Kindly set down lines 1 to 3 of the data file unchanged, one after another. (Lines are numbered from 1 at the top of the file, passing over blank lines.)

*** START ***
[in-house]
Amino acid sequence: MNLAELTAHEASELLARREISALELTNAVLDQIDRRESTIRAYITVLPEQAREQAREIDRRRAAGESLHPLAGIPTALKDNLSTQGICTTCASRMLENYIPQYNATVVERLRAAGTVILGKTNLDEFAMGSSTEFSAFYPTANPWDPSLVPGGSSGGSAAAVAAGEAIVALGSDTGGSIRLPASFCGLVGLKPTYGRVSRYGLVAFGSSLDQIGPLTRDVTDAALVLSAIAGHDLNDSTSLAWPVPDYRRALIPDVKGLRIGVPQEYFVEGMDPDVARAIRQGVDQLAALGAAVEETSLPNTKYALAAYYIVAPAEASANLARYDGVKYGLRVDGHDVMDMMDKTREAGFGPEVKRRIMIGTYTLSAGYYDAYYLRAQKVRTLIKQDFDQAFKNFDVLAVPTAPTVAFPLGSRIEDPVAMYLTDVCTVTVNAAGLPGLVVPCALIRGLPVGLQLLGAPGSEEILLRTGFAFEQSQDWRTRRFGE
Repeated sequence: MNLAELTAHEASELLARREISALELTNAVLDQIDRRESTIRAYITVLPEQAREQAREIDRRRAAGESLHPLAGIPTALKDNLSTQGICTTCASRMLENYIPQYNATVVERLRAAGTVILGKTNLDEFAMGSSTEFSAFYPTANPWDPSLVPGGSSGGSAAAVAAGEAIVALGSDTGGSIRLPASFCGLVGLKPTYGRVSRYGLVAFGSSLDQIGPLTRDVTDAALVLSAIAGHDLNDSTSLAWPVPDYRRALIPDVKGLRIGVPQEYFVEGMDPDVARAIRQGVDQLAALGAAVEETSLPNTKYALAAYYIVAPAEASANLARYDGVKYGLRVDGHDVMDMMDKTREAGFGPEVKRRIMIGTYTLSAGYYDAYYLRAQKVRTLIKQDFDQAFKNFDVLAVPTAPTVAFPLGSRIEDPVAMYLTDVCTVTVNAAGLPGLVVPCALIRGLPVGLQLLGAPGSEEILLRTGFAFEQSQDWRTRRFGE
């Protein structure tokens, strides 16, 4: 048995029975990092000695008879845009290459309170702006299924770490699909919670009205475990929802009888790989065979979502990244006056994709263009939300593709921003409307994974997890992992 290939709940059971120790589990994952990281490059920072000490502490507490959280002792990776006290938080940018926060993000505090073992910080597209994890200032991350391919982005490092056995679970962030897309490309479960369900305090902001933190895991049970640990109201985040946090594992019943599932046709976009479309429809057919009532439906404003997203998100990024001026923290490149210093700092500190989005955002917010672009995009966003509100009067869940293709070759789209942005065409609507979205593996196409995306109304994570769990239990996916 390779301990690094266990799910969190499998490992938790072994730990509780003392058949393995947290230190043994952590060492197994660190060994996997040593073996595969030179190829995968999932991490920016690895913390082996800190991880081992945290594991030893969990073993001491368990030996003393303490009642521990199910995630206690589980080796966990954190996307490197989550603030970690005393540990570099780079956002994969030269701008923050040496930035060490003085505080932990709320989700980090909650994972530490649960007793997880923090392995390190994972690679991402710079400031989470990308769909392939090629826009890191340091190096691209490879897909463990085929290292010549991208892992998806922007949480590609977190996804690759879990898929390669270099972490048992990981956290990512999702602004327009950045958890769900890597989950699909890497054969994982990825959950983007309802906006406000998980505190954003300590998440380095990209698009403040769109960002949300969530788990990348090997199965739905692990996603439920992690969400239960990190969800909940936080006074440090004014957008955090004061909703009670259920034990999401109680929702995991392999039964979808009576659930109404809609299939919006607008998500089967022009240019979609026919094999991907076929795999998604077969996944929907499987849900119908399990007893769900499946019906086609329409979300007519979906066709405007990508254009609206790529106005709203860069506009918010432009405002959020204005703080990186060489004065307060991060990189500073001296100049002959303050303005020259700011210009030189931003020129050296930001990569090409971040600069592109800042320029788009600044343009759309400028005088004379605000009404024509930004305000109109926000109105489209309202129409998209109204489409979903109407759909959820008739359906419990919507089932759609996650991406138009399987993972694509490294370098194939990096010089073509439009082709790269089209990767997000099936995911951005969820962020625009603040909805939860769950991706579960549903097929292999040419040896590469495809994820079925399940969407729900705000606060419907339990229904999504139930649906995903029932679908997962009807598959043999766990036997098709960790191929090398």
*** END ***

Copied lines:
[in-house]
Amino acid sequence: MNLAELTAHEASELLARREISALELTNAVLDQIDRRESTIRAYITVLPEQAREQAREIDRRRAAGESLHPLAGIPTALKDNLSTQGICTTCASRMLENYIPQYNATVVERLRAAGTVILGKTNLDEFAMGSSTEFSAFYPTANPWDPSLVPGGSSGGSAAAVAAGEAIVALGSDTGGSIRLPASFCGLVGLKPTYGRVSRYGLVAFGSSLDQIGPLTRDVTDAALVLSAIAGHDLNDSTSLAWPVPDYRRALIPDVKGLRIGVPQEYFVEGMDPDVARAIRQGVDQLAALGAAVEETSLPNTKYALAAYYIVAPAEASANLARYDGVKYGLRVDGHDVMDMMDKTREAGFGPEVKRRIMIGTYTLSAGYYDAYYLRAQKVRTLIKQDFDQAFKNFDVLAVPTAPTVAFPLGSRIEDPVAMYLTDVCTVTVNAAGLPGLVVPCALIRGLPVGLQLLGAPGSEEILLRTGFAFEQSQDWRTRRFGE
Repeated sequence: MNLAELTAHEASELLARREISALELTNAVLDQIDRRESTIRAYITVLPEQAREQAREIDRRRAAGESLHPLAGIPTALKDNLSTQGICTTCASRMLENYIPQYNATVVERLRAAGTVILGKTNLDEFAMGSSTEFSAFYPTANPWDPSLVPGGSSGGSAAAVAAGEAIVALGSDTGGSIRLPASFCGLVGLKPTYGRVSRYGLVAFGSSLDQIGPLTRDVTDAALVLSAIAGHDLNDSTSLAWPVPDYRRALIPDVKGLRIGVPQEYFVEGMDPDVARAIRQGVDQLAALGAAVEETSLPNTKYALAAYYIVAPAEASANLARYDGVKYGLRVDGHDVMDMMDKTREAGFGPEVKRRIMIGTYTLSAGYYDAYYLRAQKVRTLIKQDFDQAFKNFDVLAVPTAPTVAFPLGSRIEDPVAMYLTDVCTVTVNAAGLPGLVVPCALIRGLPVGLQLLGAPGSEEILLRTGFAFEQSQDWRTRRFGE